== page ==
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(556c) Towards Interactive Tissue Patterning Via Spatially Defined Addressable Microfluidic Delivery of Chemical Signals

Tong, N. A. N., New Jersey Institute of Technology NJIT
Pham, L. Q., New Jersey Institute of Technology NJIT
Abatemarco, P., New Jersey Institute of Technology NJIT
Voronov, R., New Jersey Institute of Technology NJIT
Shah, V., New Jersey Institute of Technology NJIT
Despite decades of tremendous investments in R&D, tissue engineering has not yielded any clinical 3D organ or complex tissue products. Two major bottlenecks restricting progress are product size limitation, due to inability to deliver nutrients to inner pore space of large scaffolds; and product variability, due to the lack of control over cells post seeding. For example, bioprinting, which is at the forefront of tissue manufacturing, deposits the cells and the scaffold material at specified locations in 3D. However, any control over, communication with, and observation of the individual cells is lost beyond the initial manufacturing stage. Thus, with the conventional approaches, the cells are effectively expected to finish the building tissue on their own, during the subsequent culturing step. This, of course, will never happen, given the absence of a central nervous system to orchestrate their actions.

Here we hypothesize that in order to overcome these obstacles, an ideal scaffold should be composed of the following elements: (1) Active microfluidic pores for delivery of nutrients, oxygen and chemical signals throughout the scaffold’s pore space, (2) Transparent material for real-time microscopy observation of cell behavior and tissue development, (3) “Addressable” design for tissue patterning and analysis via targeted localized chemical delivery and/or sampling, (4) Interactive, continuous, closed-loop spatial and temporal control of the biology occurring in the scaffold throughout the whole culturing process. Consequently, our talk will present a proof-of-concept microfluidic platform that uses micro-sized channels, connected to automated electronics and pneumatic pumping, for controlling cell migration. This is achieved by delivering predetermined amounts of chemo-attractant to specified XY locations (aka “addresses”) to a cell migration chamber located at the bottom of the chip. The cells sense the gradient formed by the release of the chemoattractant, and follow a path prescribed by the user. Furthermore, the continuous real-time feedback for guiding is accomplished by coupling valve automation with robotized microscopy, computer vision algorithms and transport modeling of the chemo-attractant release within the device.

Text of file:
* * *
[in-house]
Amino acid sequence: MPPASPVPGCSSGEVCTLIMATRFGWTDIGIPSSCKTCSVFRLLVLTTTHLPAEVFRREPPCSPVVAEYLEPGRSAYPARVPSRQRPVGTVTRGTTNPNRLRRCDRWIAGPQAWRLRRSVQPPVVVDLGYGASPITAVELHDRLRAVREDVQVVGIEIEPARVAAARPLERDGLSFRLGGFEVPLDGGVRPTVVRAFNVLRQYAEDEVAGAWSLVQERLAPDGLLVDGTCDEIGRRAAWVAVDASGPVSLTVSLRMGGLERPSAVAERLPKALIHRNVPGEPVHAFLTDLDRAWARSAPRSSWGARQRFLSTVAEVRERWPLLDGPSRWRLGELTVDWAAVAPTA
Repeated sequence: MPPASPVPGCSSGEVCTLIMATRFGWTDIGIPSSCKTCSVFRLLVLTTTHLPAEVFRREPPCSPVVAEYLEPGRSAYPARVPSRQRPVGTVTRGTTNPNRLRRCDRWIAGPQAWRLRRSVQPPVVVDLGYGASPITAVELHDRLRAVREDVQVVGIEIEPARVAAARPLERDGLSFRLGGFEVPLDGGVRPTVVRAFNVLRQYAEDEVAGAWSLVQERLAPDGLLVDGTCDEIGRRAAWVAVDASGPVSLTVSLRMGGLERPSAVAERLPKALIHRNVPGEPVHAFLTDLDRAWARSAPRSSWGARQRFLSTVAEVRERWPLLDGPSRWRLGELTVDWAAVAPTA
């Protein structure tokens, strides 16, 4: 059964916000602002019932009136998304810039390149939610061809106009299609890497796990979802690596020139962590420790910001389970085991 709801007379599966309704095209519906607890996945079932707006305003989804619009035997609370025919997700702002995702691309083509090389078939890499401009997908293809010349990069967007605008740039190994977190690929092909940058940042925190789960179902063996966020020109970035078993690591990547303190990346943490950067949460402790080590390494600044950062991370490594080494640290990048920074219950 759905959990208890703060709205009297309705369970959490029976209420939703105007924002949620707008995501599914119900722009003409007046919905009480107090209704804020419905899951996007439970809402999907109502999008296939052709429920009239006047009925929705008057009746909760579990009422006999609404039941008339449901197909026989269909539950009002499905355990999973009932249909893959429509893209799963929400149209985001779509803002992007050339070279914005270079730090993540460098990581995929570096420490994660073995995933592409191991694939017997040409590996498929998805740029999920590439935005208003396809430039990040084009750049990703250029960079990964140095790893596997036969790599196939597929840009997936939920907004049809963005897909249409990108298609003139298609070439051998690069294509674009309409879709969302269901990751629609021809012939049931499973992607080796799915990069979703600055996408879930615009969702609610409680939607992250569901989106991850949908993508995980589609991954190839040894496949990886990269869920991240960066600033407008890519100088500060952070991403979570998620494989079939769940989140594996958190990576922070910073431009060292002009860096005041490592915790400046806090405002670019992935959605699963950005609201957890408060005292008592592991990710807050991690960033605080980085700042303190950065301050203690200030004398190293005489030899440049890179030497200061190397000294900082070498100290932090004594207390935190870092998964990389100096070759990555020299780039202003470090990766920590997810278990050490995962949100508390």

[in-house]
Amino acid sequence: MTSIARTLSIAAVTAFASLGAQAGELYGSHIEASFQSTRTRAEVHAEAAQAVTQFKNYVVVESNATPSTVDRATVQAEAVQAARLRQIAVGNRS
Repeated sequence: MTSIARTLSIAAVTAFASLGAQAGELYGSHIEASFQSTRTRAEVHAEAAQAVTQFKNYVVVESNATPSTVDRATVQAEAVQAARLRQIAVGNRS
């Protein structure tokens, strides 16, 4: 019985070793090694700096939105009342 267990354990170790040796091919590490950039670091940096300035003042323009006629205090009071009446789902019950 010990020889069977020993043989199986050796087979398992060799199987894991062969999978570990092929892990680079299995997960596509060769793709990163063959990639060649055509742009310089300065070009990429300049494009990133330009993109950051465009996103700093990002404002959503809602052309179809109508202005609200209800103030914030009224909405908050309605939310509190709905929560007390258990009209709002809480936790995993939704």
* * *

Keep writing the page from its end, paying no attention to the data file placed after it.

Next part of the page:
Current limitations of our prototype are that it only allows for 2D fluid delivery and sampling. Furthermore, it is fabricated from polydimethylsiloxane (PDMS), which is transparent and biocompatible, but not biodegradable. Hence, our future work will concentrate on extending the concept to 3D addressable microfluidic scaffolds/microfluidic devices fabricated from a transparent, biocompatible and biodegradable material. In principle, other aspects of cell behavior, such as differentiation, division and tissue deposition could be manipulated using similar means as well (e.g., by delivering growth factors, differentiation factors, and drugs). Therefore, it is our hope that this technology will ultimately resolve the bottlenecks plaguing tissue engineering technologies today.